To believe that X is factually true when there is not a shred of evidence that X exists is irrational. To believe in a fantastical claim Y when after thousands of years there still is no evidence for Y and to believe so thoroughly that one lives one's life on the premiss that Y is indubitably true borders on psychopathological.

In the United States there are people who believe that aliens have been abducting humans. Yet there is no good, much less incontrovertible, evidence at all that such events have occurred. All "evidence" are merely anecdotal. Note that belief in the facticity of visitors from outer space, that aliens are in our midst, is less fantastical than belief in supernatural realms and beings. Extraterrestrials are plausible, and their nature is purely naturalistic and entails no supernatural allusions whatsoever. The supernaturalists are really, really, really way out on a limb.

Why, for instance, would you believe me if I told you I have an unseen financier who will, after I die, hand over billions of dollars every week for the rest of my next life, if I can neither present you the financier, the money, or provide you any rational explanation for how I--the dead me--would be able to become alive again, receive (and use) the truckloads of cash, and a hundred other questions that such a crazy claim elicits?

The bottom line is always evidence. However fanciful and incredible a claim may be, if there is a stream of evidence to support it then there is reason to believe in it. But when a hundred centuries have gone by and it still has nothing to show for it, then the claim should be dismissed. In such cases holding one's breath is hazardous to one's mental health.

Review of Miracle Man: John of God

Discovery Channel's Miracle Man: John of God was generally a letdown with nary a skeptic among the resource persons consulted and interviewed. There were no professionals who had a skeptical perspective on this. All the MDs and PhDs interviewed were to a lesser or greater degree tendential toward pseudoscience and spiritual gibberish, with Gary Schwartz topping the list. An Indian guy named Goswami spewed nothing but gobbledygook about quantum physics, soul, and whatnot. The program had to rephrase what he said since, frankly, he was incomprehensible. I think this guy needs to do some serious searching on the floor for all the zillion bolts that have fallen off his cranium. (An aside: The Holy Text of Woowoo exhorts, "To impress your audience always append 'quantum' to all your drivel.")

João Teixeira da Faria known as Joao de Deus (John of God) we're told doesn't do miracles. He merely channels "entities." And among those spirits that he's channeled are--get a load of this--King Solomon and St. Francis of Assisi. I presume J.Z. Knight still wins hands down, at least in terms of the oldest entity channeled (her Ramtha lived some 35,000 years ago)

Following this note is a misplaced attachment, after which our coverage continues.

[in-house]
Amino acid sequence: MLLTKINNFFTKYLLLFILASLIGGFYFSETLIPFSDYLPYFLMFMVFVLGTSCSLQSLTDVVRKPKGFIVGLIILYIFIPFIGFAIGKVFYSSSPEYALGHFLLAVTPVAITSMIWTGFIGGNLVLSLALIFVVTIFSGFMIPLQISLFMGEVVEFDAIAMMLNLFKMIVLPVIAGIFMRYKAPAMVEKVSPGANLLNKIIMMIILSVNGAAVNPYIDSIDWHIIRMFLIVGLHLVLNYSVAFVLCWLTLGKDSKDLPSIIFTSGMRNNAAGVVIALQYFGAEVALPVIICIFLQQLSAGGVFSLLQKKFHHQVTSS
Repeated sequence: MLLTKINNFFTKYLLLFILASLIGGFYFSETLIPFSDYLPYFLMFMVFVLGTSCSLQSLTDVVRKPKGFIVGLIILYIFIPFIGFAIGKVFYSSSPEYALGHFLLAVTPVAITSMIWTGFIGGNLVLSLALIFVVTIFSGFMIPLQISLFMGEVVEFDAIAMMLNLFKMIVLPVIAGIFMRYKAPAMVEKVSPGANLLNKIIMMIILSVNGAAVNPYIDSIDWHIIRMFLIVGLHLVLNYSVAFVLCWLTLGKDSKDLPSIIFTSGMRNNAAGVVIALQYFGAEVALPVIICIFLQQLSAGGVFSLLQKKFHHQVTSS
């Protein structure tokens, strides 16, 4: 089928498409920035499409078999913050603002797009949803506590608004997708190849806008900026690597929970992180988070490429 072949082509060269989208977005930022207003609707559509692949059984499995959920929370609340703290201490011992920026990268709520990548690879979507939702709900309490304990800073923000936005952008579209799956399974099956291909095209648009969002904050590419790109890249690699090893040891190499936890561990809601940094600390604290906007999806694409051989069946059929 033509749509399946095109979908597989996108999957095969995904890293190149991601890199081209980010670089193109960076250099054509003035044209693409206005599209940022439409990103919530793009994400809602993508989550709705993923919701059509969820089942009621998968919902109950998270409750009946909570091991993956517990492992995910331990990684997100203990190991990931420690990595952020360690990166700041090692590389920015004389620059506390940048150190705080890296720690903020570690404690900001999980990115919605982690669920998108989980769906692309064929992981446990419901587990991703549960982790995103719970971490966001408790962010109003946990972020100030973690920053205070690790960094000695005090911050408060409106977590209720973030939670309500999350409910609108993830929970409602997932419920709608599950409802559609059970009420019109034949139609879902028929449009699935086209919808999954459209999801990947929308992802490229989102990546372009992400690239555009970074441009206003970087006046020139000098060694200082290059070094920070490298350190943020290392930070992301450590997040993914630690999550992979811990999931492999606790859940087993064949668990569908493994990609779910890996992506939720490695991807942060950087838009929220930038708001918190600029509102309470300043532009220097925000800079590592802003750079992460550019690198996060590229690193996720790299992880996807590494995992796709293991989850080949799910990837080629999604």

The program actually showed the somewhat graphic scenes--having forceps shoved up the nose, aggressively twisted and with bleeding in some cases, and having eyes slightly touched or gently scraped with a knife. Unfortunately, we are never told that the former is the Blockhead Trick introduced in 1926 by Melvin Burkhardt. Neither are we told that eye-scraping is a trick that another Brazilian named Jose Pedro de Feitas, aka Arigo, had used in his own healings about a quarter of a century ago. Not surprisingly, John of God copies yet another technique of Arigo: making cuts on the patient. Both Arigo and John make incisions on various parts of a patient's body. In John's case there are instances when he apparently takes tissues (perhaps cysts of some sort) out of a patient. Arigo had at least in one instance performed such surgery. He took out a lipoma--a fatty tissue growth. A lipoma is benign and its excision is by no means life-threatening nor does its removal require much expertise at all.

In Flim-Flam! (1982) James Randi explains all of the above devices by Arigo. In the same book there are two photos on page 177: one of Arigo with the tip of a knife tucked under his right eyelid and the other of Randi doing the same thing. Randi notes that "the stunt is easily done, and painless.... It simply does not hurt, and anyone can do it." (My lawyers demand that I issue this disclaimer: You should not try this at home or at work. And should you go ahead with the trick and out of sheer stupidity inadvertently stab your eye, sue Randi not me.)

Among the various patients featured was Asian-American Roland Nip. He traveled to John's center known as Casa de Dom Inacio, in Abadiana, Brazil in the hopes of foregoing with heart surgery to correct what is known as a mitral valve prolapse, a condition whereby a valve in the heart fails to close properly when the heart is pumping, thereby allowing backflow of blood.

Roland went through "invisible surgery" which was nothing more than sitting in a room, closing one's eyes, and meditating (we're not told whether these people were taught some specific type of meditation or not). The surgery itself was allegedly performed by spiritual entities while they were meditating. (I take issue with that claim. The truth is that it is aliens from the star system Zeta Ridiculi who perform the operation. These Ridiculeans miniaturize themselves and from their planet far far away on the other side of the Milky Way they beam themselves via Star Trek technology into the affected area of the patient and start having a medical crew do the necessary work. And by the way they have Klingon cloaking technology so they're invisible to any imaging device we may have.)